I’m surprised you are getting such good highs with a McIntosh amp. The problem with having a speaker that goes to 1 ohm at higher frequencies is that an amplifier with output transformers can’t impedance match at that frequency so power transfer is reduced. It was true that as each bigger amp was put in place the response improved but not enough. For me the sound never really opened up so I gave up on McIntosh at 300 watts per channel and moved on to a very good direct coupled amp. With my C2300 pre-amp there is excellent transparency and air yet it is never harsh. I will also say that if I was not retired I would buy these speakers for the room correction add-on.

    • Robert Schussel Ph.D. says:

      Like most men who are older/above 45 I have some roll off in the higher frequencies which may help explain why the Martin Logan Expression seems to have good highs for me.
      Also having all pure silver power cords, interconnects and speaker cables gives the system detailed and clean highs. I have used pure copper cables in the past but never enjoyed them as much as my WireWorld pure OCC silver cabling.
      Maybe getting older is the key to a better sounding system?

      • Gerry says:

        Although, at 66, (I have just had my hearing tested – excellent, particularly considering all the rock concerts attended) I do know that I can’t really hear much above 10KHz. That is based on my playing a disk that sweeps through the frequencies from 20 Hz through 20 KHz. Still the lack of air and high frequency detail that was missing with the McIntosh amps totally stopped me from enjoying my system. That said, the mid-range and bass were wonderful.

        • Robert Schussel Ph.D. says:

          What McIntosh amp did you own?
          I have been in contact with both McIntosh and Martin Logan. McIntosh’s technical person feels that when amps have a problem driving Electrostatics it is tube amps which tend to put out a higher voltage and lower current as opposed to solid state amps that put out higher current and lower voltage. The Martin Logan project manager told me that they have no evidence that McIntosh amps have problems driving their speakers. I would note that Martin Logan has used McIntosh amps to demonstrate their CLX electrostatic speaker.

          • Gerry Martan says:

            Wow, I just stumbled across this again after a long time. In answer to the question, the first amp was a 90 Watt per channel tube amp followed by the 402 and then a pair of 501s. With a transformer in play the output follows the impedance curve of the speaker so an 8 ohm tap driving a 0.5 ohm load would see reduced power transfer. A transistor amplifier with tremendous current reserves would overcome that obstacle to a degree and I will admit that with each increase of power the highs did improve somewhat but it would be stupid to spend the money for a 1 KW McIntosh when a high quality 200 watt per channel direct coupled amp worked so well. That said, I see that the newer amps do have 1 ohm taps which would obviously help but will have a minor detriment to the midrange. Now that I have a speaker with a benign load across the frequency range I am toying with the idea of getting one of the newer McIntosh power amps. I do miss my ML speakers but the wife is happier.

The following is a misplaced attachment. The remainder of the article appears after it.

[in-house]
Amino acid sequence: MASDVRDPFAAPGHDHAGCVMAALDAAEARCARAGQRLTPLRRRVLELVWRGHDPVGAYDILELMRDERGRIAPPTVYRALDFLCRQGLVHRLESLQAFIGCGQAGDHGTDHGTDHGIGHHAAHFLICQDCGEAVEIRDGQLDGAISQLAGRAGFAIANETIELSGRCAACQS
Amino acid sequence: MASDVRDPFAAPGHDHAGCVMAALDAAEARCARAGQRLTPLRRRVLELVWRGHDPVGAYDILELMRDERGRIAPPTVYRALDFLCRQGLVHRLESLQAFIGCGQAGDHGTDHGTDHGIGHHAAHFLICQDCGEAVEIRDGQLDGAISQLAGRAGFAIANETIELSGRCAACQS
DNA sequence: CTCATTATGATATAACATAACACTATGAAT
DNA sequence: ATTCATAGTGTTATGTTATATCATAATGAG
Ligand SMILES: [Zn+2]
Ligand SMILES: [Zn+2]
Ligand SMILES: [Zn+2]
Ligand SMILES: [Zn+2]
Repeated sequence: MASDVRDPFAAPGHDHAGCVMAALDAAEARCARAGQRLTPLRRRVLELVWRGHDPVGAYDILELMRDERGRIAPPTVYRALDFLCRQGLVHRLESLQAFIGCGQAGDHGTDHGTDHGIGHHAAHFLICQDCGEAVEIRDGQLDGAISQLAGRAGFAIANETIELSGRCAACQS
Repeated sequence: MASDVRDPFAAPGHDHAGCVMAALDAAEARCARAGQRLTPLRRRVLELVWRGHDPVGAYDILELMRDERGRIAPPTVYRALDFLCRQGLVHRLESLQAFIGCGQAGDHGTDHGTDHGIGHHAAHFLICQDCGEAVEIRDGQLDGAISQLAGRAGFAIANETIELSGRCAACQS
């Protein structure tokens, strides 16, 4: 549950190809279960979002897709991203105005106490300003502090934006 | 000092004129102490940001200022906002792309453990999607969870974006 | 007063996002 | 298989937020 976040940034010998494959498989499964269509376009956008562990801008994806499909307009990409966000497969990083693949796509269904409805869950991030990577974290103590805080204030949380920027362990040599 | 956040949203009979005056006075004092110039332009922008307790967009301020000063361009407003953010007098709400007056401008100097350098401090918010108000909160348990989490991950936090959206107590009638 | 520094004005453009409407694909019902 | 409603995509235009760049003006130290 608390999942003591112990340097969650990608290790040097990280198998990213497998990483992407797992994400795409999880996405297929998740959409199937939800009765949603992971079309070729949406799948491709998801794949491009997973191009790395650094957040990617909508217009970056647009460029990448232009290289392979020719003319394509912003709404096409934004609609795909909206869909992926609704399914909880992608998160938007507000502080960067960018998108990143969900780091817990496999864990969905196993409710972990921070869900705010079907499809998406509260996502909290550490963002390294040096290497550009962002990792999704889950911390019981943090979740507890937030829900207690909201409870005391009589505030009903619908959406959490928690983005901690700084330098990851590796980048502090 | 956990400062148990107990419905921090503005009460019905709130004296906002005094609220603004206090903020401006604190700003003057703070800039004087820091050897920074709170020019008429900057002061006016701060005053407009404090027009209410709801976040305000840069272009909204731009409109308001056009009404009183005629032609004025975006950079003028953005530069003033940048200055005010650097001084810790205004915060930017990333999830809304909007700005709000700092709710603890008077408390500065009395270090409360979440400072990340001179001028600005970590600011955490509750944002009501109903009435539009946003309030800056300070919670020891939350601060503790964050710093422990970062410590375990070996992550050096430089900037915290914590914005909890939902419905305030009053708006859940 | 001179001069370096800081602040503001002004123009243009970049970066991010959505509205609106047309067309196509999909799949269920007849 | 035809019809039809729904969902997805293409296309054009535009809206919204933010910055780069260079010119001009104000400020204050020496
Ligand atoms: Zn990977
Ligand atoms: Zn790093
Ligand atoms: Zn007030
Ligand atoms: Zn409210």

2. Alan N says:

    I just recently upgraded from the legacy Summits to the Expression 13A’s, and your review is spot on! Adjusting “rake angle” really has significant effects. Of note, I previously purchased the Summit X leg assembly from ML ($500+), and they are fully compatible with the Masterpiece series. They allow adjustments from 11° backward to 1° forward tilt. I’m currently using a 3° rake angle with my Expressions (vs. the default 5°). I don’t know if ML still sells the Summit X leg assemblies separately, but definitely worth checking, if you want to experiment with a wider range of tilt than the default legs offer.

    • Robert Schussel Ph.D. says:

      I couldn’t agree more with your comments about the rake angle. Martin Logan understates the difference that can occur when the rake angle is changed.

      Most of my listening is in a chair in the sweet spot. Even a two degree change which sounds insignificant made a significant improvement in the way my Montis and now my Expression sounds. If someone owns a Martin Logan hybrid speaker I would encourage them to experiment with the rake angle.

      Thanks for the heads up about the leg assembly. I plan to contact ML after the holidays and see if they still offer them. I will let everyone know what I find out.

      • Robert Schussel Ph.D. says:

        Here is the reply I received from Martin Logan regarding the Summit X leg assembly.
        “The Summit X had special feet to adjust the rake. These will not fit the Expression. The feet included with the Expression offer significant rake adjustment”.

        • Alan N says: